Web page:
Sunday, February 8, 2009

Hooked on Murder: A Crochet Mystery Hooked on Murder: A Crochet Mystery by Betty Hechtman

My review

rating: 3 of 5 stars
If you want a perfectly lovely, cozy murder mystery on the level of a MacMillan and Wife TV episode, then Hooked on Murder is your cup of tea. Molly is a 40-something widow who is working in a bookstore running the events schedule. She is also the one who set up the Tarzana Hookers crochet club to begin meeting in the bookstore. So when the fouding Tarzana Hooker ends up dead, found by Molly, and Molly becomes the main suspect, of course she is going to learn how to crochet and become an amateur sleuth.

It is a pleasant read, lots of red herrings, but there is a little something missing for me: depth. As a crocheter, I did laugh at the knitters who slammed crochet and got their wrists slapped. That all rang true, but I wanted to know more about the characters. Why were Dinah and Molly friends? Why won't Molly commit? There were sparks with her and Barry, but not like Morelli and Stephanie (The Stephanie Plum series by Janet Evanovitch). The lawyer at the end seems to provide an intriguing chance at a love triangle, but Molly seems too sad and confused to really carry it off. Perhaps giving her only a year after her husband's death was not enough time. There need to be more emotional connections, more small, graphic details and not just descriptions of what people are wearing. Adele is annoying, but in a two-dimensional way. She has a moment with Molly when it really seems we are about to see into her in a more detailed way, but Hechtman takes the easy road by having Adele go back to her usual self at the end of the conversation. When Dinah is in the yarn store and finds herself with a bag of yarn she just bought and doesn't understand why, it is easy for the author to have Adele say that all crocheters find them selves buying yarn all the time. But it didn't really describe that sense of longing for the yarn, so the touch and texture and being drawn to that particular shade and knowing that somewhere there is a pattern out there that you will use to create the perfect gift or the perfect scarf or the perfect, whatever. That sense of yarn addiction was missing. And if it is a crochet murder mystery, the yarn addiction is going to need to get more pronounced.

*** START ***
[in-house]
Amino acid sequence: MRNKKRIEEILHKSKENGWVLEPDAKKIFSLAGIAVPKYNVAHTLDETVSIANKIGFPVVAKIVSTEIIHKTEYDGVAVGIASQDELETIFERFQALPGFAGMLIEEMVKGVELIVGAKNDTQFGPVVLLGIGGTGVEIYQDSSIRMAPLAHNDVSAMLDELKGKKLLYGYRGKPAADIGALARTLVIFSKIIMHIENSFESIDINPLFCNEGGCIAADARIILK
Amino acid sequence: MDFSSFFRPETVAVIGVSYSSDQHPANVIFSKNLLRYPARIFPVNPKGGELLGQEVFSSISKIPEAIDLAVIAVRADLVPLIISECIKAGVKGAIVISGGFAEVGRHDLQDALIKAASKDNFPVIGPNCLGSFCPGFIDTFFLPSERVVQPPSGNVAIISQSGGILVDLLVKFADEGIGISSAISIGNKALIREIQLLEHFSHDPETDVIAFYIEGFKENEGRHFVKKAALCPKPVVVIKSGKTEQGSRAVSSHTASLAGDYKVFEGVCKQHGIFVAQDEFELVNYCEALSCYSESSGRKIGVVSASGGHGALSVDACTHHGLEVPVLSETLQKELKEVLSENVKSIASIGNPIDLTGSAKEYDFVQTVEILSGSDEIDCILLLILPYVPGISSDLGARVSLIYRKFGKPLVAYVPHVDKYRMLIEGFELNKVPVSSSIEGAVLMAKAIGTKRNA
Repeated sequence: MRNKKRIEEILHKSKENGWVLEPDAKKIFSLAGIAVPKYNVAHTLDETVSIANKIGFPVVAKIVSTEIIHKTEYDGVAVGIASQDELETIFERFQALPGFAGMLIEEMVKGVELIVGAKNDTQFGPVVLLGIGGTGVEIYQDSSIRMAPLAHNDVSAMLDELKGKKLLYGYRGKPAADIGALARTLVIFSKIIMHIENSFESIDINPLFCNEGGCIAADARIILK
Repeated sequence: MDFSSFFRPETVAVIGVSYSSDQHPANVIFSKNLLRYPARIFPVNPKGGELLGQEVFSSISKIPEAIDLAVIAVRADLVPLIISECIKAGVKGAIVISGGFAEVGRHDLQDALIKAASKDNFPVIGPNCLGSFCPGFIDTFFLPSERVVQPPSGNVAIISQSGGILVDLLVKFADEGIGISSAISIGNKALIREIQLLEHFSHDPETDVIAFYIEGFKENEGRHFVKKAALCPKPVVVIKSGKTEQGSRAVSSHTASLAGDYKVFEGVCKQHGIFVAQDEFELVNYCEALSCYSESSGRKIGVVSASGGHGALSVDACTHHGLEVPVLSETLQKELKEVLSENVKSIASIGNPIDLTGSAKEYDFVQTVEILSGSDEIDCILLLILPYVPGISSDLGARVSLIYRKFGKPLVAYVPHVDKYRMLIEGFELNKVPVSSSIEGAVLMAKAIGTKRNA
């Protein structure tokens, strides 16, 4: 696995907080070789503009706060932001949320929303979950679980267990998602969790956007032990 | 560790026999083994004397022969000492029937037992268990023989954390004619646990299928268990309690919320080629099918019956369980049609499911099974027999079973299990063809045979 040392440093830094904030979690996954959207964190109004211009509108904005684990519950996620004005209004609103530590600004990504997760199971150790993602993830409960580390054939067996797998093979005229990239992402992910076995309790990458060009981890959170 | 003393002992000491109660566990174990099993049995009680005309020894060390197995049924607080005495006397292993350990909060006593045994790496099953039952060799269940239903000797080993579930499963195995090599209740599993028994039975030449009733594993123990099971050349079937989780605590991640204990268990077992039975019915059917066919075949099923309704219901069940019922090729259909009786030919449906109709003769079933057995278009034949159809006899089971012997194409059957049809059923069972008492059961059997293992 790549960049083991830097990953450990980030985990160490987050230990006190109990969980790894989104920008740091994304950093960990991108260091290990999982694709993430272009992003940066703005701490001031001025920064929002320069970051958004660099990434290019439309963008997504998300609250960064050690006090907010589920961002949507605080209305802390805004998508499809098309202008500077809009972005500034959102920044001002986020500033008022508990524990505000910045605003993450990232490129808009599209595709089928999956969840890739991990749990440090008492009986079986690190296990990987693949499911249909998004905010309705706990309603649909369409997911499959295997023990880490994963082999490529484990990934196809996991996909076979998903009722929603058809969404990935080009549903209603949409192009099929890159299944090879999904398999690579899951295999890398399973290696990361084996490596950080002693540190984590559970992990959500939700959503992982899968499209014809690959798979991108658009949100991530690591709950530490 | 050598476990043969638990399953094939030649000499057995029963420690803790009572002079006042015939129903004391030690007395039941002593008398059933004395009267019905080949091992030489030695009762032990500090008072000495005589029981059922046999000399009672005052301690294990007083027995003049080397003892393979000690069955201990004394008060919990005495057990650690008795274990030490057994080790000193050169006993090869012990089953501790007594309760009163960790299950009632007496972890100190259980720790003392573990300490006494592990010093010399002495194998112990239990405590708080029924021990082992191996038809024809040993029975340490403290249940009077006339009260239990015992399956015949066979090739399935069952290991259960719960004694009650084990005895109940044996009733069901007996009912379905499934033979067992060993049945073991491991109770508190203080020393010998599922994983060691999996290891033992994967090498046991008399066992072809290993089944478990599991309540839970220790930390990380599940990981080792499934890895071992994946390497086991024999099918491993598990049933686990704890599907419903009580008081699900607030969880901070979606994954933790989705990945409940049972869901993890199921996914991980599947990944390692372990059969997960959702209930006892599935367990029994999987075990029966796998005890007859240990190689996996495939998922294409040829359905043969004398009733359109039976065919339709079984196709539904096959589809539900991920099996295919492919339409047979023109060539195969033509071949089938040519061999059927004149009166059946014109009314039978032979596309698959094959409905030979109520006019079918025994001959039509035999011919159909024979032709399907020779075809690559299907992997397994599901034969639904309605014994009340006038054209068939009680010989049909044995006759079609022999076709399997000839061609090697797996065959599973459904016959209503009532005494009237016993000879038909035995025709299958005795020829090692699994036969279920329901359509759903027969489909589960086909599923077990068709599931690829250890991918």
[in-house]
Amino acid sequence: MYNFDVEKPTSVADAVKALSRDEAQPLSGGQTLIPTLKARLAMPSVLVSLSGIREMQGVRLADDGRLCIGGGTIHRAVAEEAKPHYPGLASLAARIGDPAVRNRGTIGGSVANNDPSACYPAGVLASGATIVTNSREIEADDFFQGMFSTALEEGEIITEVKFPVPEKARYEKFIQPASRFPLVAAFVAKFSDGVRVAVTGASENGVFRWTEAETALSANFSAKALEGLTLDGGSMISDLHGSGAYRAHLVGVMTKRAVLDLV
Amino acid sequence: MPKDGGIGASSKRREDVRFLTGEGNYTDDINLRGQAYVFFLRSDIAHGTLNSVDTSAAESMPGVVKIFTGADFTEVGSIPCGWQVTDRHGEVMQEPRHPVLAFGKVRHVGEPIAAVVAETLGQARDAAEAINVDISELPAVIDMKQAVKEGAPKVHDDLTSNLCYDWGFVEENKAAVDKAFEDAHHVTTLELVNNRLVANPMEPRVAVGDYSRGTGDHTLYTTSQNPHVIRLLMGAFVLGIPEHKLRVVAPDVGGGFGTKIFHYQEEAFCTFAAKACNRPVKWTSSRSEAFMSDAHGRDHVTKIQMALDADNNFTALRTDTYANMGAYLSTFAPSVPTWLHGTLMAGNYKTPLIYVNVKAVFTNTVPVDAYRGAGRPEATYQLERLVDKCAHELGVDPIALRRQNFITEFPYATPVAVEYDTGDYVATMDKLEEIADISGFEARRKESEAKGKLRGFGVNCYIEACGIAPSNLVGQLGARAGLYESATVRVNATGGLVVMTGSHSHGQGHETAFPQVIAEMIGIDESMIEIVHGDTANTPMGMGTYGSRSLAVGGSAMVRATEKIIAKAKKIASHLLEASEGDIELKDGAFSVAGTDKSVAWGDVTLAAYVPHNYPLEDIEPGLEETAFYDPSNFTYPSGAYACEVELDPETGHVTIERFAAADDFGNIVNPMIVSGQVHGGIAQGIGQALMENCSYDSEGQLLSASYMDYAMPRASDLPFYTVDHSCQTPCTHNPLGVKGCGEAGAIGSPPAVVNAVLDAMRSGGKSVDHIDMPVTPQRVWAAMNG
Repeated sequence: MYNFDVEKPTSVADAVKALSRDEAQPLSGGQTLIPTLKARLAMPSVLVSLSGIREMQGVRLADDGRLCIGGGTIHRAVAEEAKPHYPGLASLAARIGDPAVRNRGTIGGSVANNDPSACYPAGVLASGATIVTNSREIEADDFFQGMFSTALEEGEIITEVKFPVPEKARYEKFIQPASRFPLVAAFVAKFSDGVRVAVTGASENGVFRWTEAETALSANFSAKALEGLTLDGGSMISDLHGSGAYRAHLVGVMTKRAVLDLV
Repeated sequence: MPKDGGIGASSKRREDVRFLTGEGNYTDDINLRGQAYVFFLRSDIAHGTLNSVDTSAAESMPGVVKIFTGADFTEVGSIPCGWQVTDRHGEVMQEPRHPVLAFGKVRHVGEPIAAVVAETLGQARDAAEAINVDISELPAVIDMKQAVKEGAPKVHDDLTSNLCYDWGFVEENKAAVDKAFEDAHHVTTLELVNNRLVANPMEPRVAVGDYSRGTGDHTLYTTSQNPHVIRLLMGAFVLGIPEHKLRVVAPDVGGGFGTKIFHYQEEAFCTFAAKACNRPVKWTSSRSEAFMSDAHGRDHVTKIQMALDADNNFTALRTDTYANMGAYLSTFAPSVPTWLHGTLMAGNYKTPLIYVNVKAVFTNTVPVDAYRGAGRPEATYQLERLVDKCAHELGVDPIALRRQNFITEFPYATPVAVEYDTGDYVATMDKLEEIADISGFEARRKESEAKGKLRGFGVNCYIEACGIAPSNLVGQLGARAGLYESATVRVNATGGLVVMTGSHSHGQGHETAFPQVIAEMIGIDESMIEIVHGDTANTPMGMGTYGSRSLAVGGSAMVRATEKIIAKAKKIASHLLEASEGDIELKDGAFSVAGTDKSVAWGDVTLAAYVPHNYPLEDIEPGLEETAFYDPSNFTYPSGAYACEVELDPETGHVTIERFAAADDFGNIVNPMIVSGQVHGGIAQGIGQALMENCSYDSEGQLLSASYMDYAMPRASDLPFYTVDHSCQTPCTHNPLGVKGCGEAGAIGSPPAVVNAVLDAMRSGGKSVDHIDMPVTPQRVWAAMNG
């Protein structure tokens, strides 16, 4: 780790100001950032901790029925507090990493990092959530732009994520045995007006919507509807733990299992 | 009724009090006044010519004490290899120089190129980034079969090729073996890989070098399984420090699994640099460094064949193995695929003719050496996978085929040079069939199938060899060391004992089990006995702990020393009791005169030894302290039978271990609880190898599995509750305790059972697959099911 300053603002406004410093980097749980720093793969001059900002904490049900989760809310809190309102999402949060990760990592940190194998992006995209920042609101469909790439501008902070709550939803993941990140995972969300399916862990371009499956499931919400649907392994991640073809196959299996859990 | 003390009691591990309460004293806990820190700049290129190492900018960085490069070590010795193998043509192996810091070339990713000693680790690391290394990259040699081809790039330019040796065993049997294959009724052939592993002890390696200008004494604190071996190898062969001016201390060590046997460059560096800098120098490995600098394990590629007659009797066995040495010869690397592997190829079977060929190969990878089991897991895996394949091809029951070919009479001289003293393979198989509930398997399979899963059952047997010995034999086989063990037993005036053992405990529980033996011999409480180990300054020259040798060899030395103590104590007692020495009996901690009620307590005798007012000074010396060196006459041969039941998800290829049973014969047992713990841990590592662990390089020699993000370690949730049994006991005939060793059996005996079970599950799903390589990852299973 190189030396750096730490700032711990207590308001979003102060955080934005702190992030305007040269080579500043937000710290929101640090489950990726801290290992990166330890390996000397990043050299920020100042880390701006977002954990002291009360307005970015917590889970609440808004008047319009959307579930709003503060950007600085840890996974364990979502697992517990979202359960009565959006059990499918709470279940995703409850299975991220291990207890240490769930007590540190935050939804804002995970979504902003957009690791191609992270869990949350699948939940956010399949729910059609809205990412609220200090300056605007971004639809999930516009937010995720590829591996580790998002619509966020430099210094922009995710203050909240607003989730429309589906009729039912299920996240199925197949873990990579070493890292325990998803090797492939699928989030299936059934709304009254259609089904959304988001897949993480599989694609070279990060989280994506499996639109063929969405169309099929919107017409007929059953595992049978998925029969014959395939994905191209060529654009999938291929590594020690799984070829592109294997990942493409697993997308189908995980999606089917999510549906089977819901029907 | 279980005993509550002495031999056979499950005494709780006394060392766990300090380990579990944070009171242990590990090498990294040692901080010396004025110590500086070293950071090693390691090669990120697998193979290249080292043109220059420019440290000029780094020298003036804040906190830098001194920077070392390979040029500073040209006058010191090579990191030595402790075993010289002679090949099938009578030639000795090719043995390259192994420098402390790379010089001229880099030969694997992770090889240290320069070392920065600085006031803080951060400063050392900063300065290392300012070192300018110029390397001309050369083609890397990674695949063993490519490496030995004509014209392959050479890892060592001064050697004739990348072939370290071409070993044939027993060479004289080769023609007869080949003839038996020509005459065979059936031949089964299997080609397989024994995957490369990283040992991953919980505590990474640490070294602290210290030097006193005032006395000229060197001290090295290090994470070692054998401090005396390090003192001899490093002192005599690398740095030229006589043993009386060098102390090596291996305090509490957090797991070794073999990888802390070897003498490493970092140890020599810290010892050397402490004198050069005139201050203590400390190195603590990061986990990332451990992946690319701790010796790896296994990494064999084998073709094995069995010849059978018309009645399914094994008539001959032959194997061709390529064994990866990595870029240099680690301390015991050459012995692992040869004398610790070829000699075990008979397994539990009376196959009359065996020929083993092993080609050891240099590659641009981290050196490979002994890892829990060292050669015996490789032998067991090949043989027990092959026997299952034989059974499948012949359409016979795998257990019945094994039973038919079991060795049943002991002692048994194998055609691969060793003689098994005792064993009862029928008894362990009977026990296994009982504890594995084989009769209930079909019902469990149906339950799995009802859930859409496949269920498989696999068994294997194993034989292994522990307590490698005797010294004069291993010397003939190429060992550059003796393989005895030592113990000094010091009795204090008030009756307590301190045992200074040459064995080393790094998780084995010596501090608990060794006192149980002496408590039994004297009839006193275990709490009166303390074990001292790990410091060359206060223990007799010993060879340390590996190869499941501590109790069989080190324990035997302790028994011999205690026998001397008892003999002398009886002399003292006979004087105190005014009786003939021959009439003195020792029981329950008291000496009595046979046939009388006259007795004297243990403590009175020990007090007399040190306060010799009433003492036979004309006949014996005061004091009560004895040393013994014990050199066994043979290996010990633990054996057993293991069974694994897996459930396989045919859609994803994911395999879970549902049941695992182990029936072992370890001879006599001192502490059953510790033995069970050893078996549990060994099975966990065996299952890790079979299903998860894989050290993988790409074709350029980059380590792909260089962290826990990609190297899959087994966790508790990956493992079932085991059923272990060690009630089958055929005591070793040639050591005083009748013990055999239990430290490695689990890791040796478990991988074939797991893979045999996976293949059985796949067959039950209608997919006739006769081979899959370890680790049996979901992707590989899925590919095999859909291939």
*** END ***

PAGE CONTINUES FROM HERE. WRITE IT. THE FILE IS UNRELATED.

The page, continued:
There is a lot to like about this series, and if you want just a cozy mystery, this will do just fine.

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